Fighting obesity is a lot more complicated than simply eating less and exercising more, according to researchers who have made a major breakthrough in studying the FTO "obesity gene." The gene was linked to obesity years ago, and scientists say they've now figured out how it works, as well as how it can be reversed, the AP reports. According to research published in the New England Journal of Medicine, the gene acts as a "switch" for other genes that affect whether energy from what people eat is stored as fat or burned off. People who inherited a faulty version of the gene from one parent, and especially those who inherited faulty versions from both parents, are a lot more likely to be obese.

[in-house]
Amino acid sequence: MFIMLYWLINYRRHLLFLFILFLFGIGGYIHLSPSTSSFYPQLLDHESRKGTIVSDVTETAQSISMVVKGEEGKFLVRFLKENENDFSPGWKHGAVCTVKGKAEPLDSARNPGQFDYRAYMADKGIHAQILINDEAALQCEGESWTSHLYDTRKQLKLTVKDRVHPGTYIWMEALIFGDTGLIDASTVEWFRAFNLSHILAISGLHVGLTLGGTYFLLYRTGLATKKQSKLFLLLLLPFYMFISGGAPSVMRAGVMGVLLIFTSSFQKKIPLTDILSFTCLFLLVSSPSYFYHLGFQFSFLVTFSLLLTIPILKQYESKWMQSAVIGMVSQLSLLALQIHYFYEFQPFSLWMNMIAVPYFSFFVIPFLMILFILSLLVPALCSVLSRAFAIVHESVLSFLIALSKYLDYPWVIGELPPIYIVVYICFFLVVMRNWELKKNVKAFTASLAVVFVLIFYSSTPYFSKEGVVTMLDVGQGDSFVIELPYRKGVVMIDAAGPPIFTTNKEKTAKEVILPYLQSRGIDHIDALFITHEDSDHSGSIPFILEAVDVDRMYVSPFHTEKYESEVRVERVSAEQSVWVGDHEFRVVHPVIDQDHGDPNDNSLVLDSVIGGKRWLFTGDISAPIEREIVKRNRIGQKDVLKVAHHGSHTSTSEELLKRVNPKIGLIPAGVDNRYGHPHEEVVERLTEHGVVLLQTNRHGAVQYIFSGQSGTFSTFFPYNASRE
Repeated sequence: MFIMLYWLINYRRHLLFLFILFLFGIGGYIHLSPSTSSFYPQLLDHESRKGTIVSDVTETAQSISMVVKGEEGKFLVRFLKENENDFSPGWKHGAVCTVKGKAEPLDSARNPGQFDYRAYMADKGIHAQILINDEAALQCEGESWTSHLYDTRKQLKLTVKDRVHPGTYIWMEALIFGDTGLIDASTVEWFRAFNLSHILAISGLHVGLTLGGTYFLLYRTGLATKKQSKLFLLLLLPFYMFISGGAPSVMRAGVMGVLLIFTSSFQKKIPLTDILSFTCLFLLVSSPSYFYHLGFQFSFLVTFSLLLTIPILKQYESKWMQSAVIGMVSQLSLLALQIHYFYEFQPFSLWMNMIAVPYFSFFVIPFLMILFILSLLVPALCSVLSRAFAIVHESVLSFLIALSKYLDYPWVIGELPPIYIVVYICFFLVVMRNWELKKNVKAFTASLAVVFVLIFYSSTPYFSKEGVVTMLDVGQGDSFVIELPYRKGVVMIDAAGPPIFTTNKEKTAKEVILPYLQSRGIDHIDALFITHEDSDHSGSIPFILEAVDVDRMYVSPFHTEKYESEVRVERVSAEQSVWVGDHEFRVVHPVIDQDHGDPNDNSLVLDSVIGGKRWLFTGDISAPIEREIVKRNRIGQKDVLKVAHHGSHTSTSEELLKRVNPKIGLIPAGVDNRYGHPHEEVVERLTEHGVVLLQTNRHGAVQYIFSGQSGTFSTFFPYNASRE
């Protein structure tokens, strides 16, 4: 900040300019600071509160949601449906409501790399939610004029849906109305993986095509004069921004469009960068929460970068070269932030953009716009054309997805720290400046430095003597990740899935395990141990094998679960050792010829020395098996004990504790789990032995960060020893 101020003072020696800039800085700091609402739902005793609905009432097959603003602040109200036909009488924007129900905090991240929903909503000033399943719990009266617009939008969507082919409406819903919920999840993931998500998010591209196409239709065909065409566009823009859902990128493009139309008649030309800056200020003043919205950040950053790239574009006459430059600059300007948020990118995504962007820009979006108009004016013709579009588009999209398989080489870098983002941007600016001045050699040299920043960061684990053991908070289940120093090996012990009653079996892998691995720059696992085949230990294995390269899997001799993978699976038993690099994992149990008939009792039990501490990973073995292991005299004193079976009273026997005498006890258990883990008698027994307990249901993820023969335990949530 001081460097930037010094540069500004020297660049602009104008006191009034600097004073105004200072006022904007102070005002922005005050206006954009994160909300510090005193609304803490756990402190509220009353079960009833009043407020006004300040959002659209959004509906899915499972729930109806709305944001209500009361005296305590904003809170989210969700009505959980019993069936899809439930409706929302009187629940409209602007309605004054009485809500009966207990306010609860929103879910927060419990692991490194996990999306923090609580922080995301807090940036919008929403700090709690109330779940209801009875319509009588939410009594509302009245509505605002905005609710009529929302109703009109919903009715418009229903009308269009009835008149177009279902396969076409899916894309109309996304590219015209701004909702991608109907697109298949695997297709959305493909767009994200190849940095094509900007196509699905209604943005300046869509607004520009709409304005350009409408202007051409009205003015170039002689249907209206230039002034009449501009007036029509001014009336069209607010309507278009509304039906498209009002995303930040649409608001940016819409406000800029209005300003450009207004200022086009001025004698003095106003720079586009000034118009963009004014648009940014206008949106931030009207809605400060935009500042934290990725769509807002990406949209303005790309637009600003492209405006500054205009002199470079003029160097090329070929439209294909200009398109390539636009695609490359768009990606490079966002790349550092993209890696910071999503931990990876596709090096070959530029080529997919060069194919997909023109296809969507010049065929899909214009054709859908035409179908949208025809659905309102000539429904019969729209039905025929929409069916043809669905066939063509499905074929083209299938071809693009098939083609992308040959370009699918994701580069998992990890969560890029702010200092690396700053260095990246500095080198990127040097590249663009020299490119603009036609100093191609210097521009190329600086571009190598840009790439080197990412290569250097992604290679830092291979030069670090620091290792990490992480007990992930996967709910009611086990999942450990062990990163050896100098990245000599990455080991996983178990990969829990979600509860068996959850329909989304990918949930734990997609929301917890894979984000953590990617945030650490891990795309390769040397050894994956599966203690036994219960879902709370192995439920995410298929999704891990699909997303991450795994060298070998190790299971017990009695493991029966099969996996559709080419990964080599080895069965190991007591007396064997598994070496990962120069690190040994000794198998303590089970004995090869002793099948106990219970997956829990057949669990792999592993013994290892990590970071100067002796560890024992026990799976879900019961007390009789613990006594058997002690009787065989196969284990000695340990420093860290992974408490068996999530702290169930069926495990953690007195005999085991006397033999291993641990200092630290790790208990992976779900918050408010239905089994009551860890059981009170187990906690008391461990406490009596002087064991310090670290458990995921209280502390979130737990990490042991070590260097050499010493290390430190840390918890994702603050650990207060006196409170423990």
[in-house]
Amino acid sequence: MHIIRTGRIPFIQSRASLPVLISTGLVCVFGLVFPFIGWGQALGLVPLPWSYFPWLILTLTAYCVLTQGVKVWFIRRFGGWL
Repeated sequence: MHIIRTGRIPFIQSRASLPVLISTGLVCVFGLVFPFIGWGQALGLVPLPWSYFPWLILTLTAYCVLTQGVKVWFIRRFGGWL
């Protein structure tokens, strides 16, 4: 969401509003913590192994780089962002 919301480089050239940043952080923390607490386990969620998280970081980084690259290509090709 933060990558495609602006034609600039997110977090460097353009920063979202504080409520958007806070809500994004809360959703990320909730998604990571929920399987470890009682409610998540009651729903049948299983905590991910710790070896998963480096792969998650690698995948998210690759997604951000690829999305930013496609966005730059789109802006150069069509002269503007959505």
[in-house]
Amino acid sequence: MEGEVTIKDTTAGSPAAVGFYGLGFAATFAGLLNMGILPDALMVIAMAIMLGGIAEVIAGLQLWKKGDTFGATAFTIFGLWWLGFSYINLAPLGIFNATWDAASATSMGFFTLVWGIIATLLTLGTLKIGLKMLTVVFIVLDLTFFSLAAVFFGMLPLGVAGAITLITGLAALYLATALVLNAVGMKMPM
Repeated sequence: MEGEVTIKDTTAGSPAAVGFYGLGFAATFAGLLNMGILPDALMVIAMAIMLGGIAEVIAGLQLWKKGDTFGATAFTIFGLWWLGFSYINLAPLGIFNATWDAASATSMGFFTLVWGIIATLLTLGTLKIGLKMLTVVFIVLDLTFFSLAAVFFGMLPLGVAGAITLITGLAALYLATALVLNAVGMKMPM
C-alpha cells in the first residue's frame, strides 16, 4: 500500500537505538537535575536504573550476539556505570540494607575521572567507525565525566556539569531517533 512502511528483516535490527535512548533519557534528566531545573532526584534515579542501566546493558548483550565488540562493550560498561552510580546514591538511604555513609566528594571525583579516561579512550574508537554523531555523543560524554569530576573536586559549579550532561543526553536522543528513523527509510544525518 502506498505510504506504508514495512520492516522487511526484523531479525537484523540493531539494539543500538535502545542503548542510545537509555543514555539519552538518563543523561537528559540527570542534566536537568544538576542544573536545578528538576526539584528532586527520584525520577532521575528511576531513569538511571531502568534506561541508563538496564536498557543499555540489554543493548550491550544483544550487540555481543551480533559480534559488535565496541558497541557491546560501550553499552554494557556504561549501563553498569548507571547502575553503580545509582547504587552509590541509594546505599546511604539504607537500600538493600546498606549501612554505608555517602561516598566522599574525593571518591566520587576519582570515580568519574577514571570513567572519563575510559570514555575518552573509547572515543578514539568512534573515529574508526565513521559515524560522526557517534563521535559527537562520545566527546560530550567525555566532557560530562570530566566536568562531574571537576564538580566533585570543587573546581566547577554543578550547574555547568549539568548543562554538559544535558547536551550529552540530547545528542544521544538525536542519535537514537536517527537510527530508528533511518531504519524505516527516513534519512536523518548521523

The researchers discovered that a gene editing sequence can reverse the effect, reports the Telegraph, which predicts that "a cure for obesity could be just an injection away," though the AP notes that a lot of testing lies ahead before a safe treatment can hit the market—and since the gene problem is widespread in white people but is found in only 5% of black people, "other genes are clearly at work." Still, experts call the finding a "big deal" with plenty of promise for treating obesity. "Obesity has traditionally been seen as the result of an imbalance between the amount of food we eat and how much we exercise, but this view ignores the contribution of genetics to each individual's metabolism," an MIT researcher tells Discovery. (Read more obesity stories.)